The U.S. Treasury is providing information about the exemptions from the requirement to have health coverage if individuals could not afford coverage or met other conditions, and about how to claim an exemption during tax filing.
The following fact sheets on exemptions are also available from the Department of Health and Human Services:
- Exemptions 101: Claiming a Health Coverage Exemption
- If you couldn’t afford health coverage
- If you had a gap in health coverage
- If your state didn’t expand Medicaid
- If you’re eligible to get services from an Indian Health Care Provider
- To claim a hardship exemption
For additional information, see this fact sheet: Health Coverage and Federal Income Taxes
FACT SHEET: Claiming a Health Coverage Exemption
The Affordable Care Act is making health insurance more affordable, helping more people get covered, and improving the quality of care that millions of Americans receive. Under the Affordable Care Act, individuals who can afford to are now required by law to have health coverage. If you can afford health coverage but chose not to buy it, you may have to pay a fee.
However, those who can’t afford coverage or meet other conditions may qualify for an exemption. It is important for individuals to know that exemptions are available and to understand the steps they need to take to request one.
If you qualify, receiving an exemption is simple and easy, and means you won’t have to pay a fee. There are a variety of exemptions available. You can claim most exemptions on your tax return, but some exemptions are only available through the Health Insurance Marketplace. See the chart available here for more information on the types of exemptions available and how to apply. An online tool is available on HealthCare.gov to help consumers who did not have health coverage last year understand if they might qualify for an exemption.
Who’s exempt from having health coverage?
You may be exempt from the requirement to have health coverage if:
The cost of coverage would have been too high as a share of your income (Coverage Considered Unaffordable):If you would have had to pay more than eight percent of your household income for health coverage. For more information see Exemption information if you couldn’t afford health coverage.
You were uninsured for only a short period of time (Short Coverage Gap): If you were uninsured for one period of less than three consecutive months during the year. For more information see Exemption information if you had a short gap in health coverage.
Your state did not expand Medicaid (Resident of a state that did not expand Medicaid): If you live in a state that did not expand Medicaid and you have low household income. For more information, see: Exemption information if your state didn’t expand Medicaid.
You experienced a hardship (General Hardship): If you experienced a hardship that prevented you from obtaining coverage, such as if you had medical expenses that resulted in substantial debt, if a close family member passed away, or if you experienced domestic violence, among other hardships, you may be eligible for an exemption. If you experienced a hardship, you will have to apply for an exemption through the Marketplace; you cannot qualify for this exemption on your tax return. For more information, see Exemption information if you experienced a hardship.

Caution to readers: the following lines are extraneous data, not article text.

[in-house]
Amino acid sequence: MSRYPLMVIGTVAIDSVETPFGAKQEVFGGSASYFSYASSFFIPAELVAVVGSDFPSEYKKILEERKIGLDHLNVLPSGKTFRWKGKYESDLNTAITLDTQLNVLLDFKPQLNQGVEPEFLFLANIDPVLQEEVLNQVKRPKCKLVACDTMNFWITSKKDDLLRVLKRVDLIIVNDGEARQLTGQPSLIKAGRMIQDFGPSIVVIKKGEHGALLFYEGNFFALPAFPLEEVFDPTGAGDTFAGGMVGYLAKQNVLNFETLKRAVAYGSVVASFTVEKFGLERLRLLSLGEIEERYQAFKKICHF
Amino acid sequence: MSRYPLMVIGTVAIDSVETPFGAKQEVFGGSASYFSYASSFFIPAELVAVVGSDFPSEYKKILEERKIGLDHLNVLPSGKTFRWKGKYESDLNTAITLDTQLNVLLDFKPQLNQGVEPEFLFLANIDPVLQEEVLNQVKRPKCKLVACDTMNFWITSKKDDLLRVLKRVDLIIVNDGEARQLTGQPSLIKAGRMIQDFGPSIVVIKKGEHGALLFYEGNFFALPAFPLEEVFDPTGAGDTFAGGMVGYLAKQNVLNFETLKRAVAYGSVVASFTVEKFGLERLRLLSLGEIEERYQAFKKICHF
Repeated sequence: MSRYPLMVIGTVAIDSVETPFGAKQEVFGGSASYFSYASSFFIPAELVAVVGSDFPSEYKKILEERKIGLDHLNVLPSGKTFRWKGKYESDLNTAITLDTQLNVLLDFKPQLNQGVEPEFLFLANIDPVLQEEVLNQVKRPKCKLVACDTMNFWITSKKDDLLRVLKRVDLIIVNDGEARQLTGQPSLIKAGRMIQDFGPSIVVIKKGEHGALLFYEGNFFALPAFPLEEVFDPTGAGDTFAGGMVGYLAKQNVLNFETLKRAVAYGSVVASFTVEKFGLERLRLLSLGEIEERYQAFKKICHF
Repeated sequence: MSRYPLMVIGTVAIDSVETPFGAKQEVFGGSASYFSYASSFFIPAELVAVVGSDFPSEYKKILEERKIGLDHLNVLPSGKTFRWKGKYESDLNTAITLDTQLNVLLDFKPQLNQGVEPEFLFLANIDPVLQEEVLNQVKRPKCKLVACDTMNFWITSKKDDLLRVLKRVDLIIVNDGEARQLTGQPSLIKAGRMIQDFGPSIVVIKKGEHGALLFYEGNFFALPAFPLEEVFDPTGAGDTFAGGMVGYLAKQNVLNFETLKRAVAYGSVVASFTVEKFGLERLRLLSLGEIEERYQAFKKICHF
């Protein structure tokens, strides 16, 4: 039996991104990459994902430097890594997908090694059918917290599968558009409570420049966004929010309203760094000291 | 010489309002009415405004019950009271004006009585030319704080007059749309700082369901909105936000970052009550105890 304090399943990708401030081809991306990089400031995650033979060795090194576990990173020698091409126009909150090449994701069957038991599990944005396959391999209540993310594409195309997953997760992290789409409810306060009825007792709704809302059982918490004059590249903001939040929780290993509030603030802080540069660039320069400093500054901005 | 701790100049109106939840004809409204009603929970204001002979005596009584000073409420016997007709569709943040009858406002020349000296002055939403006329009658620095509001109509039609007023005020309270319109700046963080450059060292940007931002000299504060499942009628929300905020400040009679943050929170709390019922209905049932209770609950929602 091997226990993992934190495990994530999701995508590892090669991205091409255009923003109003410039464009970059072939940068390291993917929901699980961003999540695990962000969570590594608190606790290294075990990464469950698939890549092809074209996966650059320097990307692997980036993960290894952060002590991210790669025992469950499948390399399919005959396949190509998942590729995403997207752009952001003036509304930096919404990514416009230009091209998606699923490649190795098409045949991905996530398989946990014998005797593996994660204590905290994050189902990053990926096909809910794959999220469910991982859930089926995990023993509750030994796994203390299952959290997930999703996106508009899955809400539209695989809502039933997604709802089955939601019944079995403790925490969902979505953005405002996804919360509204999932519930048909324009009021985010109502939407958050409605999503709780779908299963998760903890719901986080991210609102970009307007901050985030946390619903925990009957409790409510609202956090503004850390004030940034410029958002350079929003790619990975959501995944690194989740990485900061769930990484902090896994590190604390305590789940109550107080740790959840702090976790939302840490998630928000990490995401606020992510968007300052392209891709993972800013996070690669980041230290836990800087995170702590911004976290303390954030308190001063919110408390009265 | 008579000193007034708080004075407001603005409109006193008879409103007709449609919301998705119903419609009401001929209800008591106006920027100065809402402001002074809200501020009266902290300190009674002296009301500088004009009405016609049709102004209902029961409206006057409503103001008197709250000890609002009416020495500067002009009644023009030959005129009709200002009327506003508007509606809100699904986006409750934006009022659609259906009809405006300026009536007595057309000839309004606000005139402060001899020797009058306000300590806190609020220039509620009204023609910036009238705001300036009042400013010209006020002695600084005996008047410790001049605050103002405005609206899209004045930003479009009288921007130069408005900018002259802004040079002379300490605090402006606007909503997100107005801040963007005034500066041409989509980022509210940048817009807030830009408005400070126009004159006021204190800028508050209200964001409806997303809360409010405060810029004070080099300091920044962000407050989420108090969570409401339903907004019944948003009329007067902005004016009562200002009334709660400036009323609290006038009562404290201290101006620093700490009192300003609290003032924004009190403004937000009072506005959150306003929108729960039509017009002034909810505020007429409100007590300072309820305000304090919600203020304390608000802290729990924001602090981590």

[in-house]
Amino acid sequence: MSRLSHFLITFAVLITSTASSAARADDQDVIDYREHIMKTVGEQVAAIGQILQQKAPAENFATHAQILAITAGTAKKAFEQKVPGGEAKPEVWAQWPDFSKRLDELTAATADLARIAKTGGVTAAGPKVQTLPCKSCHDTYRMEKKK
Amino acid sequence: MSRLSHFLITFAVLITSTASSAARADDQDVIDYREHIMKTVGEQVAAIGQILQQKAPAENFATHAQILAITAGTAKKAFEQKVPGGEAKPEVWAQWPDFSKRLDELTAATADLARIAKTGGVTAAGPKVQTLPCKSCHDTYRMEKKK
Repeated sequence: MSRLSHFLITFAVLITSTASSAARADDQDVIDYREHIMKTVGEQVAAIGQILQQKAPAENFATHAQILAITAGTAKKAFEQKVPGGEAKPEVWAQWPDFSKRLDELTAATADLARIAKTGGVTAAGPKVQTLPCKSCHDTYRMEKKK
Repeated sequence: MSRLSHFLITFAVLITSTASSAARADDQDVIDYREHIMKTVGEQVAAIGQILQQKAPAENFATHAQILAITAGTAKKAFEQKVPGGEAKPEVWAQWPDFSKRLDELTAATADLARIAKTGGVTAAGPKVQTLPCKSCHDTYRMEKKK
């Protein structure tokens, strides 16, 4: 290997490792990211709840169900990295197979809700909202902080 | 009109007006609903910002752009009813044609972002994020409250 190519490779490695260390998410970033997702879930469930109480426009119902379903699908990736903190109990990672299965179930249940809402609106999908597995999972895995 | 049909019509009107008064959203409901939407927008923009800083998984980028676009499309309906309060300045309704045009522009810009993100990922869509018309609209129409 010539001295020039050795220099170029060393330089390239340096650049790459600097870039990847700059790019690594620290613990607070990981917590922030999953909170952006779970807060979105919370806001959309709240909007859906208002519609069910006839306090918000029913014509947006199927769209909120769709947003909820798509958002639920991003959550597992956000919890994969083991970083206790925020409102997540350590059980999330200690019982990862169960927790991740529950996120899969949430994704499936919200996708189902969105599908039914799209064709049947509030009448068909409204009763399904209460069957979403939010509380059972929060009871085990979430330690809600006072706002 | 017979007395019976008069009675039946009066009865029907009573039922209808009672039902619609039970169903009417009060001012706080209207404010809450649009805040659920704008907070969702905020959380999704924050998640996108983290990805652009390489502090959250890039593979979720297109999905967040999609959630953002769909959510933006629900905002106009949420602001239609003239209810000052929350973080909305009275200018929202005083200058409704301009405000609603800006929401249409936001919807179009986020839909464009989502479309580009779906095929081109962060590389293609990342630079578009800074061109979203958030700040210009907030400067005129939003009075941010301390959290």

You qualify for one of the many other exemptions, such as if you: were unable to renew existing coverage in 2014; were without health coverage at the beginning of 2014 – but enrolled by May 1, 2014; have income below the requirement for filing a tax return; are a member of an Indian Tribe or eligible for coverage through Indian health service; were living abroad; were incarcerated; had a gap in Children’s Health Insurance Program (CHIP) coverage; were covered by limited benefit Medicaid or TRICARE; were offered only a non-calendar year plan by your employer; were a member of a health care sharing ministry; or were a member of certain religious sects.
How do I claim an exemption?
Most exemptions for 2014 are now only available on your tax return, and are simple and easy to claim. A few exemptions – including if you experienced a hardship in 2014 – must be claimed through the Marketplace.
- Tax return: If you qualify, simply select the exemption that fits your situation when filing your taxes.
- Through the Marketplace: You can apply for an exemption through the Marketplace by filling out the correct form at https://www.healthcare.gov/fees-exemptions/apply-for-exemption/. If you receive an exemption through the Marketplace, you’ll receive an Exemption Certificate Number to include when you file your taxes. If you have applied for an exemption through the Marketplace and are still waiting for a response, you can put “pending” on your tax return where you would normally put your Exemption Certificate Number.
Where can I go for help?
We want to make this process easy. If you have questions about Marketplace exemptions or about your Exemption Certificate Number, visit HealthCare.gov/taxes, or call the Marketplace call center at 1-800-318-2596.
If you have questions about how to apply for an exemption on your tax return, visit the Internal Revenue Service webpage on exemptions, available here. Most people use software to file their taxes, which is the easiest way to complete your tax return as it guides you through the process and does all the math. Resources are available to help you file your taxes, including free tax filing services if you meet certain income requirements:
- Free In-Person Volunteer Assistance through the Volunteer Income Tax Assistance (VITA) and Tax Counseling for the Elderly (TCE) programs.
- Free Software Returns through IRS Free File for taxpayers with incomes below $60,000.
- Commercial software.
- Professional assistance.